Pfizer says it’s blocking use of drugs for lethal injections
Pharmaceutical company Pfizer said Friday it was blocking use of its drugs in lethal injections, which means all federally approved drugmakers whose medications could be used for executions have now put them off limits.
“Pfizer makes its products to enhance and save the lives of the patients we serve. Consistent with these values, Pfizer strongly objects to the use of its products as lethal injections for capital punishment,” the company said in the statement made public on its website Friday.
The company’s announcement has limited immediate impact. Its action is an enhancement of a previous policy that follows Pfizer’s $15.23 billion purchase of Lake Forest, Illinois-based Hospira Inc. last year. Hospira had previously prohibited the use of its drugs in capital punishment, as have several other drugmakers.
Pfizer shares closed even Friday at $33.19.
The development means the approximately 25 FDA-approved companies worldwide able to manufacture drugs used in executions have now blocked the use of the drugs, according to Reprieve, a New York-based human rights organization opposed to the death penalty.
“Pfizer’s actions cement the pharmaceutical industry’s opposition to the misuse of medicines,” Maya Foa, Reprieve director, said in a statement.
Pfizer’s announcement was unlikely to have much effect on executions, which have slowed in recent years as drugmakers’ prohibition on the drugs took effect.
However, as recently as last year, records showed that labels of Arkansas execution drugs appeared to indicate that the state’s potassium chloride, which stops the heart, was made by Hospira. Pfizer spokeswoman Rachel Hooper said the company couldn’t speculate on the impact of its decision.
Ohio, which last executed an inmate in January 2014, has repeatedly pushed back executions while it looks for drugs. It now has more than two dozen inmates with firm execution dates, but no drugs to put prisoners to death with.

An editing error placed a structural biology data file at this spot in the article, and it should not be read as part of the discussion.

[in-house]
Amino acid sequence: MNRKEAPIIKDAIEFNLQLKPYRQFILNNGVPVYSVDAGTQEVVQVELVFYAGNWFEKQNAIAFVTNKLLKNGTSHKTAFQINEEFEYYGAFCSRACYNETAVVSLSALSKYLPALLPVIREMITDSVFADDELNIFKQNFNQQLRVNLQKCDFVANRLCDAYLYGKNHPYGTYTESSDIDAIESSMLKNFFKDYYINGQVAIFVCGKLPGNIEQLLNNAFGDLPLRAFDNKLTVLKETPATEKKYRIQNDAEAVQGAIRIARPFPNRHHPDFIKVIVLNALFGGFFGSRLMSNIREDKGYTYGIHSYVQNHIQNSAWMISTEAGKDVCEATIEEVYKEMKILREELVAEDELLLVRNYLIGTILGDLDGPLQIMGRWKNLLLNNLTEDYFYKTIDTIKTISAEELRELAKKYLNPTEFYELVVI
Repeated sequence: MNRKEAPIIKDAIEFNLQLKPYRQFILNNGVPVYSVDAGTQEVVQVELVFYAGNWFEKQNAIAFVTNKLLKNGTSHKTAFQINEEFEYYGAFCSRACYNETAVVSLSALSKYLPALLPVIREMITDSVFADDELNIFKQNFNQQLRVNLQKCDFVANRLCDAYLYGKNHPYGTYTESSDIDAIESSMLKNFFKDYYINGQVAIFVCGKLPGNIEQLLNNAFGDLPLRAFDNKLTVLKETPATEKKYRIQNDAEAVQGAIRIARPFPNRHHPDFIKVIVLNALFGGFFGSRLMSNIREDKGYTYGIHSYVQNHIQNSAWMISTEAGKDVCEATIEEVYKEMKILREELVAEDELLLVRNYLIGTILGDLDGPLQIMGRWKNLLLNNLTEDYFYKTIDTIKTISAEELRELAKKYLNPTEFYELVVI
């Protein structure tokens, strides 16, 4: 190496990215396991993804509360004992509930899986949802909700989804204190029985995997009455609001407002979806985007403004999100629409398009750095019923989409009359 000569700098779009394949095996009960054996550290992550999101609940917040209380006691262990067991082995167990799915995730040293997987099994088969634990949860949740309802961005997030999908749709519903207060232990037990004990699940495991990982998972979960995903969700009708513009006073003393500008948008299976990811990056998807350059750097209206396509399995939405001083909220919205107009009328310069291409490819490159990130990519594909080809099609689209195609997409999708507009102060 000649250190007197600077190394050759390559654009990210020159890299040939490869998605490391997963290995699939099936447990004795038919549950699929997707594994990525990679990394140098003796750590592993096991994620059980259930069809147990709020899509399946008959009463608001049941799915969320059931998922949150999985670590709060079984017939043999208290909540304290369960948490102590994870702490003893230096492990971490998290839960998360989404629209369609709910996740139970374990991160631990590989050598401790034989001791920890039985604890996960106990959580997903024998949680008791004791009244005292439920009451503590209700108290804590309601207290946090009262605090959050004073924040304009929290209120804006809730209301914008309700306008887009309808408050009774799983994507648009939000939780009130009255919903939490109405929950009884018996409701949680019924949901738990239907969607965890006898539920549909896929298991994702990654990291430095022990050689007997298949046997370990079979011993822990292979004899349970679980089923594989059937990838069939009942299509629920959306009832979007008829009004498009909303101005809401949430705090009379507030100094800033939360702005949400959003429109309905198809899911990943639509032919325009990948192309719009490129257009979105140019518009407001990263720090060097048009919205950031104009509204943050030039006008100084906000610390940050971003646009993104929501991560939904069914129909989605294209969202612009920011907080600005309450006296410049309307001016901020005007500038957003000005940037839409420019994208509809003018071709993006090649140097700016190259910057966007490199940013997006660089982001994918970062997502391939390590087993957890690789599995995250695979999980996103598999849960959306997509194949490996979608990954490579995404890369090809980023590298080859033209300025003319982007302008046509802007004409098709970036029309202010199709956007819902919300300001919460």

Some remaining death penalty states have been using compounded versions of drugs that fall outside of FDA approval.
Texas, with the country’s busiest death chamber, obtains its pentobarbital for lethal injections from a supplier the state identifies only as a licensed compounding pharmacy. A law that took effect last year keeps the identity of the drug provider confidential. The state has carried out six executions so far in 2016. At least eight are scheduled for the coming months, including two in June.
Texas is fighting a lawsuit trying to force it to identify drugmakers from April 2014, when attorneys unsuccessfully filed appeals to stop two executions by seeking the identity of the drug providers, and September 2015, when the state’s secrecy law took effect.
Similar lawsuits about whether states must identify their providers have been argued in states including Georgia, Arkansas and Missouri.
There have been 14 executions in the U.S. so far in 2016 in five states: six in Texas, five in Georgia and one each in Alabama, Florida and Missouri. Last year, there were 28 in six states.
Some states have passed laws allowing older methods of execution if needed. Last year, Utah approved the use of firing squads for executions if drugs aren’t available, while Oklahoma became the first state to approve nitrogen gas for executions if lethal injection drugs become unavailable or are deemed unconstitutional.
In 2014, Tennessee passed a law allowing the use of the electric chair if lethal drugs can’t be found. Virginia is debating a similar bill.
The seven drugs affected by Pfizer’s policy: pancuronium bromide, potassium chloride, propofol, midazolam, hydromorphone, rocuronium bromide and vecuronium bromide.
Associated Press writers Mike Graczyk in Houston and Mark Sherman in Washington, D.C., contributed to this report.
Andrew Welsh-Huggins can be reached on Twitter at https://twitter.com/awhcolumbus . His work can be found at http://bigstory.ap.org/content/andrew-welsh-huggins
This story has been corrected to show the last name of Reprieve’s director is Maya Foa, not Maya Foia.